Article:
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  Table of Contents    
CASE REPORT  
Year : 2015  |  Volume : 58  |  Issue : 4  |  Page : 540-542
Pineal parenchymal tumor of intermediate differentiation


Department of Pathology, B.V.D.U. Medical College, Pune, Maharashtra, India

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Date of Web Publication4-Nov-2015
 

   Abstract 

The 2007 World Health Organization classification of tumors of the central nervous system identified "pineal parenchymal tumor of intermediate differentiation" (PPTID) as a new pineal parenchymal neoplasm, located between pineocytoma and pineoblastoma as grade II or III. Because of the small number of reported cases, the classification of PPT is still a matter of controversy. We report a case of PPTID. A 25-year-old female patient was admitted to hospital with complaints of a headache, nausea, vomiting since 1-year. Computed tomography/magnetic resonance imaging of the brain showed well-defined, mildly enhancing lesion in the region of the pineal gland with areas of calcification. The tumor was excised. After 3 years, she presented with metastasis in thoracic and lumbosacral spinal region. This is a rare event.

Keywords: Differentiation, intermediate, lumbosacral, metastasis, pineoblastoma, pineocytoma, spine, thoracic

How to cite this article:
Patil M, Karandikar M. Pineal parenchymal tumor of intermediate differentiation. Indian J Pathol Microbiol 2015;58:540-2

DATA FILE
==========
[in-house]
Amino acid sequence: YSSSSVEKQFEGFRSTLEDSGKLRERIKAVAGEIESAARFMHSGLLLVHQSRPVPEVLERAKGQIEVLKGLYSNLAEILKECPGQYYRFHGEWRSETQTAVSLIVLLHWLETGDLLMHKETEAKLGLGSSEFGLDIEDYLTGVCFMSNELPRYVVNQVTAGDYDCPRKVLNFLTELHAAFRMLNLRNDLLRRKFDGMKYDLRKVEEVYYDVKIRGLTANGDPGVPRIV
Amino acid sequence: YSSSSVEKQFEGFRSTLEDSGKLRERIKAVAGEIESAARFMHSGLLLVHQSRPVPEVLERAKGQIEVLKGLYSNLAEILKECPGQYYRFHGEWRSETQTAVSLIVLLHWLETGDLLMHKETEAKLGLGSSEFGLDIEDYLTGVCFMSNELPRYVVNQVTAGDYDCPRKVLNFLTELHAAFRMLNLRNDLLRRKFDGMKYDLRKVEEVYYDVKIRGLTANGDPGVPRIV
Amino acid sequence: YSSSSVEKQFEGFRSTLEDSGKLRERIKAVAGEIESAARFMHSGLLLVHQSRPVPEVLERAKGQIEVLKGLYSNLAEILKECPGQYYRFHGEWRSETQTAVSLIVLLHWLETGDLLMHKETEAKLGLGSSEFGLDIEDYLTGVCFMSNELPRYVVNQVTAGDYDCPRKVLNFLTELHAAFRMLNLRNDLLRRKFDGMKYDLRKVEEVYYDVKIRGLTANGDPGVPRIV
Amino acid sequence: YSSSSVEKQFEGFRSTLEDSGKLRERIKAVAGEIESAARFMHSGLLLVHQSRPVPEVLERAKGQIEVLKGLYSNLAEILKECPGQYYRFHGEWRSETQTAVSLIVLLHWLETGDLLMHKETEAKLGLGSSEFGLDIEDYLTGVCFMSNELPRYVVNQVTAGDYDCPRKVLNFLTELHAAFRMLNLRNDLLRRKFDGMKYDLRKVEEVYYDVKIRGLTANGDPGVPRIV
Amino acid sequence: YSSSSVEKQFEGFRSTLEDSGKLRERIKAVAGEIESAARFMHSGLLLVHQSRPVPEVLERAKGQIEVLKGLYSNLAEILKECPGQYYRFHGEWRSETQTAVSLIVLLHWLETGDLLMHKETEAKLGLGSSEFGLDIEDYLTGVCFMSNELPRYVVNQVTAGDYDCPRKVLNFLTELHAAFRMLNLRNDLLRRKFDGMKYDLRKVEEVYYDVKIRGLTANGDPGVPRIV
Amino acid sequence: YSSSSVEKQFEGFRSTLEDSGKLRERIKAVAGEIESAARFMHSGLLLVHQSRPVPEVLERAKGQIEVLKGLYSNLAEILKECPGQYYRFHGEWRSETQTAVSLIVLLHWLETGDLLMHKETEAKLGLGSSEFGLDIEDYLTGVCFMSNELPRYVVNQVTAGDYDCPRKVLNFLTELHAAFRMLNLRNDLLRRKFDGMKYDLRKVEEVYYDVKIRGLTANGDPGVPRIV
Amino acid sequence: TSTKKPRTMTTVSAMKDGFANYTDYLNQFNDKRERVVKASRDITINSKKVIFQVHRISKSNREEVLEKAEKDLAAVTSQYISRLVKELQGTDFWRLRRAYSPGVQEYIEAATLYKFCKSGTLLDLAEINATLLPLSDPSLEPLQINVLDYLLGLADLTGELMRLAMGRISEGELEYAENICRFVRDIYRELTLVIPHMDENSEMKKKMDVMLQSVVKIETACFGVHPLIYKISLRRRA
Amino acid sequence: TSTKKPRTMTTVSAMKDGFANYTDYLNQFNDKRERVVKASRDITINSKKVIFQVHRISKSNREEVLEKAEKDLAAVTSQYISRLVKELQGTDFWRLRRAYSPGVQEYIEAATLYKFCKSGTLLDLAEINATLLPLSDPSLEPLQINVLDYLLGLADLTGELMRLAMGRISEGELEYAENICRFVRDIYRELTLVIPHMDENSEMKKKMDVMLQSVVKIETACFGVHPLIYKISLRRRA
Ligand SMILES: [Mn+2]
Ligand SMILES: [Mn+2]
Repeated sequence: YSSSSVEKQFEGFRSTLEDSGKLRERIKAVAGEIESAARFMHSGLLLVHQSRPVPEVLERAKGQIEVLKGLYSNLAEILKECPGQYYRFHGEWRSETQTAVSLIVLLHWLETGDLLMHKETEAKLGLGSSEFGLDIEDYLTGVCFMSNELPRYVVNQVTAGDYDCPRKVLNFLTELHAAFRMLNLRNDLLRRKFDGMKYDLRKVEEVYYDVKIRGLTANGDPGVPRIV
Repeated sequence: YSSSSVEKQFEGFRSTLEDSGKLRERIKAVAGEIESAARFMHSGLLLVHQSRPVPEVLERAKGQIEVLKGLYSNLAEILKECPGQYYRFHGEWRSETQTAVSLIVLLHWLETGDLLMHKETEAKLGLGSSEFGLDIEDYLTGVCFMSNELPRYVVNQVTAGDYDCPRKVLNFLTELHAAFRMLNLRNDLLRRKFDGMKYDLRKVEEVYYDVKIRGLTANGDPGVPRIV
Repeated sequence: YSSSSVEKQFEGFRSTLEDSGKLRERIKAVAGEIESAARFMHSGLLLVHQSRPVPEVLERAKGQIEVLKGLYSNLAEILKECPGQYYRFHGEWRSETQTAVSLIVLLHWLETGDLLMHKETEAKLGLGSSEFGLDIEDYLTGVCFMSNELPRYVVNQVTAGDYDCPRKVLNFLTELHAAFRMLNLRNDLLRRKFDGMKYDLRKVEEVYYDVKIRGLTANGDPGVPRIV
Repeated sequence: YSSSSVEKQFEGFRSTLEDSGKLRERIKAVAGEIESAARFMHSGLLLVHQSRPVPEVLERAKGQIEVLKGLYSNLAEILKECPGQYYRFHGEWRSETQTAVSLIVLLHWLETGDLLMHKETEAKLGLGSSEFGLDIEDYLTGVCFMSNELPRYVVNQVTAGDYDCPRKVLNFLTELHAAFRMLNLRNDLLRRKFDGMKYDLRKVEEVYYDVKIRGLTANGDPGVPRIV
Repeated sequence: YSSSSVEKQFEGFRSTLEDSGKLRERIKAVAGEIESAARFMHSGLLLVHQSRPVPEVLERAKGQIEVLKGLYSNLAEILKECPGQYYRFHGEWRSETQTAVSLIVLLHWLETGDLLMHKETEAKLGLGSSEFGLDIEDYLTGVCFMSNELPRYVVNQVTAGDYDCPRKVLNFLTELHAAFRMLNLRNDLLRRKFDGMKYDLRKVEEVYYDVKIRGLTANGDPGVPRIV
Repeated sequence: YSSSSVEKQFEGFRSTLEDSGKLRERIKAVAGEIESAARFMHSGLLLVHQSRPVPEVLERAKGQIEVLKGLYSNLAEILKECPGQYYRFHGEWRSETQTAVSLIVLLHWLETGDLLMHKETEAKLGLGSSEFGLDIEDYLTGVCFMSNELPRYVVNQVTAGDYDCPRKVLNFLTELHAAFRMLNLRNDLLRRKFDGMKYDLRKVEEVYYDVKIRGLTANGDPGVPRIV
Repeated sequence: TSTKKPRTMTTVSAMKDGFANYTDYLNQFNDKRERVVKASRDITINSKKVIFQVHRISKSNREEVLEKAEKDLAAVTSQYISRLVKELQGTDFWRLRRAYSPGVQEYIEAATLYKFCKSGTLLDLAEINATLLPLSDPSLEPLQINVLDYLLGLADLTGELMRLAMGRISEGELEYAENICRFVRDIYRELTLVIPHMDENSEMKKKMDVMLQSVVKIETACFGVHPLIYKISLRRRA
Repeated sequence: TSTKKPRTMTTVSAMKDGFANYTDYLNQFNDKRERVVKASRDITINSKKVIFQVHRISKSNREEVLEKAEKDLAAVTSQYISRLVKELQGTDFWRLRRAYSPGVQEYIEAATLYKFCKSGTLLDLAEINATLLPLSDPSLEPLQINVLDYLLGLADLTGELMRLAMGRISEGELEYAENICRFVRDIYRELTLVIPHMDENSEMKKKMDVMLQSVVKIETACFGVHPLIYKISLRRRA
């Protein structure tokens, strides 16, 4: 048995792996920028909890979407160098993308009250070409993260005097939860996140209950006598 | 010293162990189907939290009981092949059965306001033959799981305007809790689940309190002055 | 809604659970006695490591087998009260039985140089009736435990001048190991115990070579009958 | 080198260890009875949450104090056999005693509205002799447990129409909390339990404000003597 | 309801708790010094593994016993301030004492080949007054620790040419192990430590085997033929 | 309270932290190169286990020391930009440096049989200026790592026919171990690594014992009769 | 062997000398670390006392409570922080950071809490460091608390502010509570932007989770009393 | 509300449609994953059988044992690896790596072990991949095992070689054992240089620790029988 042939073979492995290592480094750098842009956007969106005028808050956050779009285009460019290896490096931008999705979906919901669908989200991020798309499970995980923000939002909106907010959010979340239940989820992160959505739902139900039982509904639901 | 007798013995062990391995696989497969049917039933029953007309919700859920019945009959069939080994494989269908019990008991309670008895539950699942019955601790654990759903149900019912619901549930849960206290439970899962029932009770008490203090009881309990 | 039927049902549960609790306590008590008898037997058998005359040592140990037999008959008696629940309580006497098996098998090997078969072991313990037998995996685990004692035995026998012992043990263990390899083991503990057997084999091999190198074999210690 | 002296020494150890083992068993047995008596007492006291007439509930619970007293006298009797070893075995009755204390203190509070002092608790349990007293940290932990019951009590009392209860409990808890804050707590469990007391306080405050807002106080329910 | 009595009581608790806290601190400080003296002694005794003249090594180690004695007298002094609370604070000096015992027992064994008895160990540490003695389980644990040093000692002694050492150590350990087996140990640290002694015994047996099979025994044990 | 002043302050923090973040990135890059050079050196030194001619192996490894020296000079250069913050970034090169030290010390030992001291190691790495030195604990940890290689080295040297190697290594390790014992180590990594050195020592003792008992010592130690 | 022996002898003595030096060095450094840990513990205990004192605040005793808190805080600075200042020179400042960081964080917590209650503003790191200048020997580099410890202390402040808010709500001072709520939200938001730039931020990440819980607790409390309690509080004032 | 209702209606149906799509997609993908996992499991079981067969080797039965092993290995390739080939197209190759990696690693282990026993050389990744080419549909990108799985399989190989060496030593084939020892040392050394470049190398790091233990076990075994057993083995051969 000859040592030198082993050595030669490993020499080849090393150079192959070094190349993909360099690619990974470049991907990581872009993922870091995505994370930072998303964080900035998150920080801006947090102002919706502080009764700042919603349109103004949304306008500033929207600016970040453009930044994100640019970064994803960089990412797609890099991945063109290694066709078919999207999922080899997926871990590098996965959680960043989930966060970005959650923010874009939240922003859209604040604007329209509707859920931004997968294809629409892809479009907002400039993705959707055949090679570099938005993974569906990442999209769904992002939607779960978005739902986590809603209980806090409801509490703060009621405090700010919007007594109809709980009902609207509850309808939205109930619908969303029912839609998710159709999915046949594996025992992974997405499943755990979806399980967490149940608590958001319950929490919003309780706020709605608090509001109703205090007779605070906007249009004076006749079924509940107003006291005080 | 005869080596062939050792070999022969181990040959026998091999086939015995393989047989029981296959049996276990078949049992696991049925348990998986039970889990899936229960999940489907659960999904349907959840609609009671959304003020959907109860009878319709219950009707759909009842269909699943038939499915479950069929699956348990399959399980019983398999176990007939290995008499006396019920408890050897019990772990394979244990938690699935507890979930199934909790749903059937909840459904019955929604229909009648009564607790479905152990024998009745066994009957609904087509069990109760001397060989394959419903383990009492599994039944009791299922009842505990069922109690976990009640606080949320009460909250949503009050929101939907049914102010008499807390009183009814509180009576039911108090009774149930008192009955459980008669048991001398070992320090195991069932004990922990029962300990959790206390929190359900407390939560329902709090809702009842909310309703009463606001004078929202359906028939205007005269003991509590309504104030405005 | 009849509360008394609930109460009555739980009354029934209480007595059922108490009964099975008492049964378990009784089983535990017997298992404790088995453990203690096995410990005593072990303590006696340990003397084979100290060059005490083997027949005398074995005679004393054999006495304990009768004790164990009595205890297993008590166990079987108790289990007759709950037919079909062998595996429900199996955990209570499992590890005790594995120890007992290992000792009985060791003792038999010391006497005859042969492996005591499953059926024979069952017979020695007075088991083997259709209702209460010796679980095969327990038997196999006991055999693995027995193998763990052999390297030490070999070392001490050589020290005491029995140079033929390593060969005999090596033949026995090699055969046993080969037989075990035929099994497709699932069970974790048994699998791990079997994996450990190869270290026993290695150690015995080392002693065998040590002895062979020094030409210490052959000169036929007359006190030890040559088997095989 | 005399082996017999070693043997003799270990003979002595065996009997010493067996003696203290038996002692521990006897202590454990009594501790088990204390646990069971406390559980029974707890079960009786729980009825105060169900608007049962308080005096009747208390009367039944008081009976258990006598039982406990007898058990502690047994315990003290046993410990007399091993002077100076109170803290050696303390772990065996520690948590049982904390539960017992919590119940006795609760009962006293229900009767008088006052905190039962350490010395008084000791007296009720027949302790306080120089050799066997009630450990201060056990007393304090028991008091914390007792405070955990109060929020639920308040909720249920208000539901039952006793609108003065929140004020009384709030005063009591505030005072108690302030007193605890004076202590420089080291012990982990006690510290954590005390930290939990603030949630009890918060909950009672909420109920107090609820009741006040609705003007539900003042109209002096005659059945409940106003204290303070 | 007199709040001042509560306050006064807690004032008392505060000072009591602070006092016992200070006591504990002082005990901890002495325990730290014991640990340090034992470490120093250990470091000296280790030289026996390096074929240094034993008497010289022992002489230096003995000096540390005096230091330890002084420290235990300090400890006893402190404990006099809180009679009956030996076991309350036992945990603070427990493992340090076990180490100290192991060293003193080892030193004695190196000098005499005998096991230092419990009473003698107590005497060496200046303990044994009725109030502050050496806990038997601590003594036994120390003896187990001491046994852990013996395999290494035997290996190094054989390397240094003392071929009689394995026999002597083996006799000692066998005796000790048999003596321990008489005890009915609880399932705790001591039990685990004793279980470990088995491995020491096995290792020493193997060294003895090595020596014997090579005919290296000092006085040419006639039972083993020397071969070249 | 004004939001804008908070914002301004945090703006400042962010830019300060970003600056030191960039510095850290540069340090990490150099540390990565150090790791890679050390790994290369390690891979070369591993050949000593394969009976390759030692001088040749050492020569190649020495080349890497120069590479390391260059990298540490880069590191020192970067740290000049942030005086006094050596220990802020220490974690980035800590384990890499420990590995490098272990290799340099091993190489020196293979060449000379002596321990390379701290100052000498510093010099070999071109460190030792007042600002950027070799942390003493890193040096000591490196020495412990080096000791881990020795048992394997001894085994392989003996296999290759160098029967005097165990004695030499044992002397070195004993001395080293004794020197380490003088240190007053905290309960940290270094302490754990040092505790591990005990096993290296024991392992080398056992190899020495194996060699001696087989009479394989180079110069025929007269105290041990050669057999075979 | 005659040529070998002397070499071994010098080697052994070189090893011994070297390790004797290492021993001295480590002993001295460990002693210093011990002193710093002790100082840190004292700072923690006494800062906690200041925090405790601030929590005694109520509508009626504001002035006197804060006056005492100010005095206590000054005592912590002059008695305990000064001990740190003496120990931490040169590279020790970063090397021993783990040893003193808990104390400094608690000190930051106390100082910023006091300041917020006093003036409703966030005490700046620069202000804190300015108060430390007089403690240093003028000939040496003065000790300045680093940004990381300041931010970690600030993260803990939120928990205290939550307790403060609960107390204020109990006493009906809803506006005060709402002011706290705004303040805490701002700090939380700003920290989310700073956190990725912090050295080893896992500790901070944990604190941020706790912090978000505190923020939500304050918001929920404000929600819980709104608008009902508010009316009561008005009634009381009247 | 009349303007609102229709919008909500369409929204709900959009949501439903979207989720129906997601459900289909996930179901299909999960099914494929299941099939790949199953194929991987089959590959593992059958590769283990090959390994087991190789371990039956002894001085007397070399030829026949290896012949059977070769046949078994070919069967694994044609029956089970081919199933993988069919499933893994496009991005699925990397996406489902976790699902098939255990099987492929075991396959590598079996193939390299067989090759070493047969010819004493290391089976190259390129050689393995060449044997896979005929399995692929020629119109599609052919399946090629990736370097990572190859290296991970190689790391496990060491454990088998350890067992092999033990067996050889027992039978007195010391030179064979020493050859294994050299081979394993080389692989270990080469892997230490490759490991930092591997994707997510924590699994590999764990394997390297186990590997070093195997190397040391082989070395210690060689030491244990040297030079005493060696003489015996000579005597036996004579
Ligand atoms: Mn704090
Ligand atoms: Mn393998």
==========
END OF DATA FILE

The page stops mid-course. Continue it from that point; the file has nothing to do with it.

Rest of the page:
How to cite this URL:
Patil M, Karandikar M. Pineal parenchymal tumor of intermediate differentiation. Indian J Pathol Microbiol [serial online] 2015 [cited 2019 Jul 21];58:540-2. Available from: http://www.ijpmonline.org/text.asp?2015/58/4/540/168854



   Introduction Top


Pineal parenchymal tumors (PPTs) represent about 30% of pineal region neoplasms. PPTs are rare tumors, accounting for <0.1% of all brain tumors. They are subdivided into pineocytoma (PC), pineoblastoma (PB), and PPT of intermediate differentiation (PPTID).[1],[2],[3] Of PPT, PCs, and PBs represent approximately 45% each, with PPTID accounting for the remaining 10%.[4] Due to the small number of reported cases, the classification of PPT, especially PPTIDs, remains controversial.[2],[5] Little is known about their clinical behavior, and optimal management of these tumors has not yet been defined.[6],[7]

PPTID was recognized in the 2007 World Health Organization (WHO) classification as a new pineal parenchymal neoplasm intermediate in malignancy (WHO grade II and III) between PC (Gr. I) and PB (Gr. IV).[8] It occurs at all ages, from childhood to adult life, with a peak incidence in early adults.[1]

Histopathologically, PPTID is located between PC and PB. PPTID are composed of diffuse sheets or large lobules of monomorphic, uniform, round cells, and characterized by moderate to high cellularity, mild to moderate nuclear atypia and low to moderate mitotic activity and occasional pineocytomatous rosettes.[1]

In PPTIDs, the expression of neuronal markers is variable. Staining for synaptophysin is mainly diffuse, cytoplasmic, and variable in intensity. Neurofilament protein expression is variable. Chromogranin A can be especially expressed in PPTID, with a pseudostratified architecture. Glial fibrillary acidic protein and S-100 protein staining is only positive in reactive interstitial astrocytes. Ki-67 proliferation index is between 3% and 10%.[9]


   Case Report Top